When studying Amish dating practices and advice, it must be considered that the Amish believe human nature is inherently flawed. Due to this corrupt nature, many of people's natural desires and actions, including "lusts of the flesh," are believed to be evil. By remaining separate from the mainstream culture and following the Bible, the Amish believe that they can "approximate the Kingdom of God here on earth" (Central Motifs in the World View of the Old Order Amish). When Amish youth are tempted to fulfill physical desires, it is believed that they are giving in to the "courtship practices…of the world, and such loose morals lead to broken homes and divorce" (Young Companion 7). As Onesimus advised, "If you are together just because of the desire of your flesh, then you have no foundation on which to prepare for Christian marriage, and no strength to resist temptation" (Young Companion 2). For a strong marriage it is believed that the evil represented by premarital physical stimulation must be resisted, and dating practices must be based on the teachings of the Bible.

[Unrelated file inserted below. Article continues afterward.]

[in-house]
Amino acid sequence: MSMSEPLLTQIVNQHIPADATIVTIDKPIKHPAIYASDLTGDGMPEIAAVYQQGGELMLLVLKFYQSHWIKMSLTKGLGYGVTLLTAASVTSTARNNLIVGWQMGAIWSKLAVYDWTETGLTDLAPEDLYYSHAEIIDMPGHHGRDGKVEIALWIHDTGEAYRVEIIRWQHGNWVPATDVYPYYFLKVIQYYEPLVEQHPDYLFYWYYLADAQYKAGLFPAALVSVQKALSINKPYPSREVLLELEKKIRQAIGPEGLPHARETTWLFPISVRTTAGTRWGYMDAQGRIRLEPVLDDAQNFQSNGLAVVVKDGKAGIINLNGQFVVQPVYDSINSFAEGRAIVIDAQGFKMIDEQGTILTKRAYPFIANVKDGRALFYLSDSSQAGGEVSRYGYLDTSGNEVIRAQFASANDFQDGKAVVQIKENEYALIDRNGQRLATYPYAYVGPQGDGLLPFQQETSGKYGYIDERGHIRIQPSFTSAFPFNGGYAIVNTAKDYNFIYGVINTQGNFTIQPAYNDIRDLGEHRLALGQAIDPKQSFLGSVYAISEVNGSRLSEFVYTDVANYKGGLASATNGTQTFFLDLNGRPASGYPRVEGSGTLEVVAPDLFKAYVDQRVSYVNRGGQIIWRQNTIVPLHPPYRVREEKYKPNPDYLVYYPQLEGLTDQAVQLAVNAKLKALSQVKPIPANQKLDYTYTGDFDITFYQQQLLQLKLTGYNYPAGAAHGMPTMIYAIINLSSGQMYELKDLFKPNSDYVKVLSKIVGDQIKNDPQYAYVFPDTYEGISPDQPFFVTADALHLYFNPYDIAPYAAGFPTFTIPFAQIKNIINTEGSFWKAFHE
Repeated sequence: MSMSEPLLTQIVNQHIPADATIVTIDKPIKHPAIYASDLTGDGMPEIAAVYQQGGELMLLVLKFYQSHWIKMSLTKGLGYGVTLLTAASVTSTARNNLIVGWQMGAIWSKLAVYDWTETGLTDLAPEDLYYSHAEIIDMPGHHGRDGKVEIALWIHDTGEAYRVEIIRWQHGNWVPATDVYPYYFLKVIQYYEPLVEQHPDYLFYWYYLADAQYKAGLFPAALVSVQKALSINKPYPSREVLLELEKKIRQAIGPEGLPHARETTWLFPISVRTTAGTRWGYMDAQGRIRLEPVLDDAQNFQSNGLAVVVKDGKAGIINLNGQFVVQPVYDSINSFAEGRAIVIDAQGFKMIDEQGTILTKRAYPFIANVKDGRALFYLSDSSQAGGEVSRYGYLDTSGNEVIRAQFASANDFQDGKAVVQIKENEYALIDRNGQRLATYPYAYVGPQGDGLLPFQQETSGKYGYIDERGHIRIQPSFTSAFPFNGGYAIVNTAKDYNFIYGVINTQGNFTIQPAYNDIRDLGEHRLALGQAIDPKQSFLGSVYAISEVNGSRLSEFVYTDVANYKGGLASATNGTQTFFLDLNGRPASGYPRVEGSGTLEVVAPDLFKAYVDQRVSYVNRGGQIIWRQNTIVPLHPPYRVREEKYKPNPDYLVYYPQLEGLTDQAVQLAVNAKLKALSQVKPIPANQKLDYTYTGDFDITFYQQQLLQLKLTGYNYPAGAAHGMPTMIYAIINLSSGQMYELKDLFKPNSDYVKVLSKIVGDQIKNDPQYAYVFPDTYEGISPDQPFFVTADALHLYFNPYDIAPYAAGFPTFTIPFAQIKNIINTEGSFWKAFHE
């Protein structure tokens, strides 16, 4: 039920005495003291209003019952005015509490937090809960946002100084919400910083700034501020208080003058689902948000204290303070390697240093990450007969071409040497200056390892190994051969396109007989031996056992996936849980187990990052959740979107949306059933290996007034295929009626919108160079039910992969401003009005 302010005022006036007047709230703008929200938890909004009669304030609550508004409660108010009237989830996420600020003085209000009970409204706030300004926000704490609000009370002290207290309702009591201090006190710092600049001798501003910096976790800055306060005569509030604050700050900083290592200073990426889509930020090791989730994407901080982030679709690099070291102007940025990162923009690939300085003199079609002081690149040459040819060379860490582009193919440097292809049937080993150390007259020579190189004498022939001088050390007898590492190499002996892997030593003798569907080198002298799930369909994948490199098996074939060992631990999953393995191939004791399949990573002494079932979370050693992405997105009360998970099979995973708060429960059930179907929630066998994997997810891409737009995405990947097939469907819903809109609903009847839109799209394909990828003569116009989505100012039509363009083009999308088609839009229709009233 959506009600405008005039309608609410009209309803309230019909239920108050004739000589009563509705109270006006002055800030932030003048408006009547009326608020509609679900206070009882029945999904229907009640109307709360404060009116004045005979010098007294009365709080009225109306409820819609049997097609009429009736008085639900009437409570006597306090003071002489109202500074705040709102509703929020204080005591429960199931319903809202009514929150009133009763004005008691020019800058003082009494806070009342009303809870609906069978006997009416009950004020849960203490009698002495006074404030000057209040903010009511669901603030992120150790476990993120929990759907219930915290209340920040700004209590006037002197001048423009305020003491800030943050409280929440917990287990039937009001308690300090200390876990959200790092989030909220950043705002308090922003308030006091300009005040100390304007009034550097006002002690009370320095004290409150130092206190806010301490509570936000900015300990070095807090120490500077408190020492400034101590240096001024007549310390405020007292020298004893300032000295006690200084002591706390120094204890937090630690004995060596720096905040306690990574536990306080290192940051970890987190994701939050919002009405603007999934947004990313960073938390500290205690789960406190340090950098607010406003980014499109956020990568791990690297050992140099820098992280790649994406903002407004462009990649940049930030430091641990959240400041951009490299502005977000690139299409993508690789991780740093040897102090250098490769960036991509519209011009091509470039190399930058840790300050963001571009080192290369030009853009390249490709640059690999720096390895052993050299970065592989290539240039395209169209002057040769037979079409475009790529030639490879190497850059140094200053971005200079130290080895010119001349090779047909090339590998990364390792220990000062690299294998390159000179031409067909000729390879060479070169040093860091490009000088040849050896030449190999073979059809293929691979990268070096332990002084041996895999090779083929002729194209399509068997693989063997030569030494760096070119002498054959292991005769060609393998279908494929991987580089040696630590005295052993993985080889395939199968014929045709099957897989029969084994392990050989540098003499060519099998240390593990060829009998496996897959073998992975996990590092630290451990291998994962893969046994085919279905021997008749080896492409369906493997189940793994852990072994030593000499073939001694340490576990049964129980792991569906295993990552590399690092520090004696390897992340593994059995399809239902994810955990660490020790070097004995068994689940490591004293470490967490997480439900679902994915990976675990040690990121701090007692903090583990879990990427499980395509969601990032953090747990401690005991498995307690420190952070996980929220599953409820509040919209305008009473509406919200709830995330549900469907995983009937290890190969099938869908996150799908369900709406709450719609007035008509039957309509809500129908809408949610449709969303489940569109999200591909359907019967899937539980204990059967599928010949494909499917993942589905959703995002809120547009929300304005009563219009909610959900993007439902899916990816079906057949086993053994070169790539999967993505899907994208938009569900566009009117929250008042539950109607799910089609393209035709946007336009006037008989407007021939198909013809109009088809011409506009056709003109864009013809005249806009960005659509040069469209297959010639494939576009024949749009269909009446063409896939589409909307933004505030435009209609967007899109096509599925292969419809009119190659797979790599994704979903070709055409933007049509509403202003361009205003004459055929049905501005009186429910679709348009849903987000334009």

In contrast to mainstream dating conduct, Amish feel that any physical contact, or even sitting to closely, is improper for a couple before marriage. Amish society relies upon the Bible as the source to answer all questions. To support the reason why physical contact prior to marriage is wrong, they refer to scripture passages such as "But every man is tempted when he is drawn away of his own lust, and enticed. Then when lust hath conceived, it bringeth forth sin, and sin when it is finished, bringeth forth death" (James) and "Dearly beloved, I beseech you as strangers and pilgrims, abstain from fleshly lusts, which war against the soul (1 Peter 2:11) (qtd. in Young Companion 7). To rephrase, the Amish believe that premarital physical contact results in lust, which leads to sin, and ultimately Hell. As a result of utilizing only one source to answer questions, the Amish are able to provide a uniform answer to questions about dating and avoid the ambiguous advice received by mainstream couples.